This topic describes the callback feature of Serverless workflow. Compared with polling, a callback effectively reduces the delay and unnecessary pressure on the server caused by polling. In addition, callback can be used with queues to orchestrate non-Function Compute tasks. In this way, Serverless workflow allows you to orchestrate any type of computing resources.

Overview

Long-running tasks are asynchronously submitted and a task ID is returned. You can use either polling or callback to check whether an asynchronous task ends. The Poll for task status topic describes how to use polling to check whether a task ends. The callback feature of Serverless workflow has the following benefits:

  • Eliminate unnecessary delay caused by long polling.
  • Eliminate unnecessary pressure on and waste of server resources caused by highly concurrent polling in large-traffic scenarios.
  • Orchestrate tasks that do not involve functions in Function Compute, such as processes running in an on-premises data center or an Elastic Compute Service (ECS) instance.
  • Automate steps that require manual intervention, such as notifying that a task has been approved.

The following figure shows how to use Message Service (MNS) queues with the callback API to orchestrate user-created resources in Serverless workflow.

fnf-doc-service-integration-mns-queue

Callback usage

In the task step, specify pattern: waitForCallback. As shown in the following figure, after the task, such as Function Compute call, specified in resourceArn is submitted, this step stores taskToken to the context object of the step and is suspended until Serverless workflow receives that the callback or the specified task times out. When taskToken is passed to the ReportTaskSucceed or ReportTaskFailed operation for callback, this step continues.

fnf-doc-callback-state-machine
  - type: task
      name: mytask
      resourceArn: acs:fc:::services/{fc-service}/functions/{fc-function}
      pattern: waitForCallback  # Enables the task step to wait for callback after the task is submitted.
      inputMappings:
        - target: taskToken
          source: $context.task.token  # Uses taskToken in the context object as an input for the function that is specified in resourceArn.
      outputMappings:
        - target: k
          source: $local.key  # Maps output {"key": "value"} in ReportTaskSucceeded to {"k": "value"} and uses the mapped data as the output of this step.         

Example

This example consists of the following three steps:

  1. Prepare a task function.
  2. Start a flow.
  3. Perform callback.

Step 1: Prepare a task function

Create a simple function. The function directly returns the input.
  • Service: fnf-demo.
  • Function: echo.
  • Runtime environment: Python 2.7.
  • Entry point: index.handler.
#! /usr/bin/env python
import json

def handler(event, context):
    return event          

Step 2: Start a flow

In the Serverless workflow console, create the following flow and execute it.
  • Flow name: fnf-demo-callback.
  • Flow role: a role with the Function Compute Invocation permission.
version: v1
type: flow
steps:
  - type: task
    name: mytask
    resourceArn: acs:fc:::services/fnf-demo/functions/echo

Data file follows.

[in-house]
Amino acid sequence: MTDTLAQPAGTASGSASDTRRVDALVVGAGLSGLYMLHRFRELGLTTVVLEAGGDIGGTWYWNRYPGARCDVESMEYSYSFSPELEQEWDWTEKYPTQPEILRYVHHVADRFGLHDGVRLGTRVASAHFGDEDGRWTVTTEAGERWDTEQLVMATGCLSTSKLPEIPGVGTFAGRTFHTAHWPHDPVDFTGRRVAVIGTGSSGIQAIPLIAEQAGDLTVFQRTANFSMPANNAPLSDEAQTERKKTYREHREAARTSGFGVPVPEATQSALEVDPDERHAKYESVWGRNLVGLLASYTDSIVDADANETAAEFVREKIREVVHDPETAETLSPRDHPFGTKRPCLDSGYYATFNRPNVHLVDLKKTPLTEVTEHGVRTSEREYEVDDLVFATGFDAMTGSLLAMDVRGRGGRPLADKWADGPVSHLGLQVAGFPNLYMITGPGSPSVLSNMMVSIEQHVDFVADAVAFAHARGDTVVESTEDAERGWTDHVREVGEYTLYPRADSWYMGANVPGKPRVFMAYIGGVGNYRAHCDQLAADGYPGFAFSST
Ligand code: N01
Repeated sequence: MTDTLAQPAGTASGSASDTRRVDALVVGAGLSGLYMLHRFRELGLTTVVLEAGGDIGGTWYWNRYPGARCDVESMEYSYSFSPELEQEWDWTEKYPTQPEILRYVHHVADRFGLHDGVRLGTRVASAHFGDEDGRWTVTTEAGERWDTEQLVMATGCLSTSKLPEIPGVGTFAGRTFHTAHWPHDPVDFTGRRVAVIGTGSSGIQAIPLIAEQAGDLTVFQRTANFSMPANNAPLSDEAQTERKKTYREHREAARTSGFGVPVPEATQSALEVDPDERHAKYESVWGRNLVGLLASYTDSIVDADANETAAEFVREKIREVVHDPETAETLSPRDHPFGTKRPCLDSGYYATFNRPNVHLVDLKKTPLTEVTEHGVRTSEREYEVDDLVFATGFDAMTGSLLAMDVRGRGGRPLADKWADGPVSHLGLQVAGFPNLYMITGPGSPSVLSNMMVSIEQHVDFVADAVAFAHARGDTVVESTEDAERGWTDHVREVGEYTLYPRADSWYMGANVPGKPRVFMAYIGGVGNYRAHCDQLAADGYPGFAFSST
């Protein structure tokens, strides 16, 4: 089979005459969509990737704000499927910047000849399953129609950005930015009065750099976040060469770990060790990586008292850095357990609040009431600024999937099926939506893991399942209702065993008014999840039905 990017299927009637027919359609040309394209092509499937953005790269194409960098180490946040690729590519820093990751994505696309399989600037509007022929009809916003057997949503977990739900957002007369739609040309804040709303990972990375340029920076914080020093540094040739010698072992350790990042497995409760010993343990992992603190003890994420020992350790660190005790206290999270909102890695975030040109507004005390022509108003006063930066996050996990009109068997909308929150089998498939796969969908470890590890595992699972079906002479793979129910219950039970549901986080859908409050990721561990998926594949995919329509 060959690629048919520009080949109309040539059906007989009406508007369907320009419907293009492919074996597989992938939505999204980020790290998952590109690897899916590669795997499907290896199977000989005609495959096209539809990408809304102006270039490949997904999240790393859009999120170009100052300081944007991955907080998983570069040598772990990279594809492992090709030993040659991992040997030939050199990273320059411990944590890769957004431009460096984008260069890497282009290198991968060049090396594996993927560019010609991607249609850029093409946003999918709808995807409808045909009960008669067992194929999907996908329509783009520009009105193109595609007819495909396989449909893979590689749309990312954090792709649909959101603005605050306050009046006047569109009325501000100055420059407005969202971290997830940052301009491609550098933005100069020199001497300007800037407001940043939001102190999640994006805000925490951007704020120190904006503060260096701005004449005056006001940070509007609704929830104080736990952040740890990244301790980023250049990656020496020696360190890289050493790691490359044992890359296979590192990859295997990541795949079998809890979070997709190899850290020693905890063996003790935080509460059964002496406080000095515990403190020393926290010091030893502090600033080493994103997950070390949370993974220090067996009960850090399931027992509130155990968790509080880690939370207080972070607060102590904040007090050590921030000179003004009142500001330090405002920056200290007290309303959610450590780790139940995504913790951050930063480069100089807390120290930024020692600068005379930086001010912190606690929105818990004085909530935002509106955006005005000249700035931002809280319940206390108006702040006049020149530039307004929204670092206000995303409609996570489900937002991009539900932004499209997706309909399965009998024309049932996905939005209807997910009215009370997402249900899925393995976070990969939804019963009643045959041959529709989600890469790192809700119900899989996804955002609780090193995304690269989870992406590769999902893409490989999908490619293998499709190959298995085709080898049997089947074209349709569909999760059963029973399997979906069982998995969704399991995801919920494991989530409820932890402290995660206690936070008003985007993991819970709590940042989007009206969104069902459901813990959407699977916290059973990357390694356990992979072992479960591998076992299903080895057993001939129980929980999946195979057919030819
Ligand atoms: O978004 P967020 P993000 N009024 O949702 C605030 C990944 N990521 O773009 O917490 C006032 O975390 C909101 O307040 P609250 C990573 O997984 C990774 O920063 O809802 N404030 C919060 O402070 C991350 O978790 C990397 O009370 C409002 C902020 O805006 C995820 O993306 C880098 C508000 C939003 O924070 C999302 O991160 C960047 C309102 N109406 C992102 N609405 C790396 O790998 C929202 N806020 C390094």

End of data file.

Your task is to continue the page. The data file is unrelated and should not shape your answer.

pattern: waitForCallback
    inputMappings:
      - target: taskToken
        source: $context.task.token
    outputMappings:
      - target: s
        source: $local.status         

After the flow starts, the mytask step is suspended in the TaskSubmitted event and waits for the callback. The event output contains taskToken that identifies the callback task.

Screen Shot 2019-08-15 at 11.00.09 AM

Step 3: Perform the callback

Use Serverless workflow Python SDK to run the callback.py script locally or in any environment where Python can run. Replace {task-token} with the value of the TaskSubmitted event.
cd /tmp
mkdir fnf-demo-callback
cd fnf-demo-callback

# Install Serverless Workflow Python SDK in a virtual environment.
virtualenv env
source env/bin/activate
pip install -t . aliyun-python-sdk-core
pip install -t . aliyun-python-sdk-fnf

# Run the worker process.
export ACCOUNT_ID={your-account-id}; export AK_ID={your-ak-id}; export AK_SECRET={your-ak-secret}
python worker.py {task-token-from-TaskSubmitted}
                        
# The worker.py code:

import os
import sys
from aliyunsdkcore.acs_exception.exceptions import ServerException
from aliyunsdkcore.client import AcsClient
from aliyunsdkfnf.request.v20190315 import ReportTaskSucceededRequest

def main():
  account_id = os.environ['ACCOUNT_ID']
  akid = os.environ['AK_ID']
  ak_secret = os.environ['AK_SECRET']

  fnf_client = AcsClient(akid, ak_secret, "cn-hangzhou")

  task_token = sys.argv[1]
  print "task token " + task_token
  try:
    request = ReportTaskSucceededRequest.ReportTaskSucceededRequest()
    request.set_Output("{\"status\": \"ok\"}")
    request.set_TaskToken(task_token)
    resp = fnf_client.do_action_with_exception(request)
    print "Report task succeeded finished"
  except ServerException as e:
    print(e)

if __name__ == '__main__':
    main()                      
After the callback by using the preceding script is successful, the mytask step continues, and the "{"status": "ok"}" output specified in ReportTaskSucceeded is mapped by outputMappings to "{"s": "ok"}".